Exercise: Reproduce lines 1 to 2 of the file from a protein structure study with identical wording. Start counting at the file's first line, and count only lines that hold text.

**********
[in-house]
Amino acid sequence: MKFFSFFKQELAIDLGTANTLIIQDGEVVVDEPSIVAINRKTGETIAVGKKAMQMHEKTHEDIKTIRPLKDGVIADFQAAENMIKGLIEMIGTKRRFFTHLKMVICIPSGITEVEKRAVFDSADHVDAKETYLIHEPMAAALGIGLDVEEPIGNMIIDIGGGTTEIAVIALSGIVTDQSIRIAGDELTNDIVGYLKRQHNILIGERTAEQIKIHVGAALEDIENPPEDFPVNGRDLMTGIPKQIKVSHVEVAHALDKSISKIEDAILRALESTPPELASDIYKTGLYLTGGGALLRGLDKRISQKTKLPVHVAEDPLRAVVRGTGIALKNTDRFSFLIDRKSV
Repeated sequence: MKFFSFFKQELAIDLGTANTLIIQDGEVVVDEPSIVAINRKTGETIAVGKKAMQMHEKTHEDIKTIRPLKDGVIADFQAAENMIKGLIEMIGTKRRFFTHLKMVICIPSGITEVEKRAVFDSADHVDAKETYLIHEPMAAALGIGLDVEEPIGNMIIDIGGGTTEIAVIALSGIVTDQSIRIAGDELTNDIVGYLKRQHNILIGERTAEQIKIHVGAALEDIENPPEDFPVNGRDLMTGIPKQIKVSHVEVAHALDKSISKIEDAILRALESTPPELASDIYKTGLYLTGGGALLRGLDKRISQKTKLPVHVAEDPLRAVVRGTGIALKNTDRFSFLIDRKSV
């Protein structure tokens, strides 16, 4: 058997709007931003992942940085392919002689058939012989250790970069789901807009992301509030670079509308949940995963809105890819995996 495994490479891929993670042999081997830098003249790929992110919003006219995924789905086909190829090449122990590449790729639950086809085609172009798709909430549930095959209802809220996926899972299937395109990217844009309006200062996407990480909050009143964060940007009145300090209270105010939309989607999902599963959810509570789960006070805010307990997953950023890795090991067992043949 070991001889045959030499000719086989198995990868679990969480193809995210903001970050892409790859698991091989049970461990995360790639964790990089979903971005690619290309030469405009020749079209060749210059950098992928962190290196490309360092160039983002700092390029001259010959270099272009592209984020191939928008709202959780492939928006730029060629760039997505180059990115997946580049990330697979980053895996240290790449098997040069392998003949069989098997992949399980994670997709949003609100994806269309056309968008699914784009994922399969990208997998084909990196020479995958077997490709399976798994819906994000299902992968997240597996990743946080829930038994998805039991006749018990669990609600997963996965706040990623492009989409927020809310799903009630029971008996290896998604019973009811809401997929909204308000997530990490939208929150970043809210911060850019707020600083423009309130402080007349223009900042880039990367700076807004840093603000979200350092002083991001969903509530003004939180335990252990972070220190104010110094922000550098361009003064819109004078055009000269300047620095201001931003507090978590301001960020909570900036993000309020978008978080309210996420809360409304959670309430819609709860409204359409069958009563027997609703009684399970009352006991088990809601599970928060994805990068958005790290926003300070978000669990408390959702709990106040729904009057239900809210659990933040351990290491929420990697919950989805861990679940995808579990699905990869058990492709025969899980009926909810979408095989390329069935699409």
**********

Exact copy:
[in-house]
Amino acid sequence: MKFFSFFKQELAIDLGTANTLIIQDGEVVVDEPSIVAINRKTGETIAVGKKAMQMHEKTHEDIKTIRPLKDGVIADFQAAENMIKGLIEMIGTKRRFFTHLKMVICIPSGITEVEKRAVFDSADHVDAKETYLIHEPMAAALGIGLDVEEPIGNMIIDIGGGTTEIAVIALSGIVTDQSIRIAGDELTNDIVGYLKRQHNILIGERTAEQIKIHVGAALEDIENPPEDFPVNGRDLMTGIPKQIKVSHVEVAHALDKSISKIEDAILRALESTPPELASDIYKTGLYLTGGGALLRGLDKRISQKTKLPVHVAEDPLRAVVRGTGIALKNTDRFSFLIDRKSV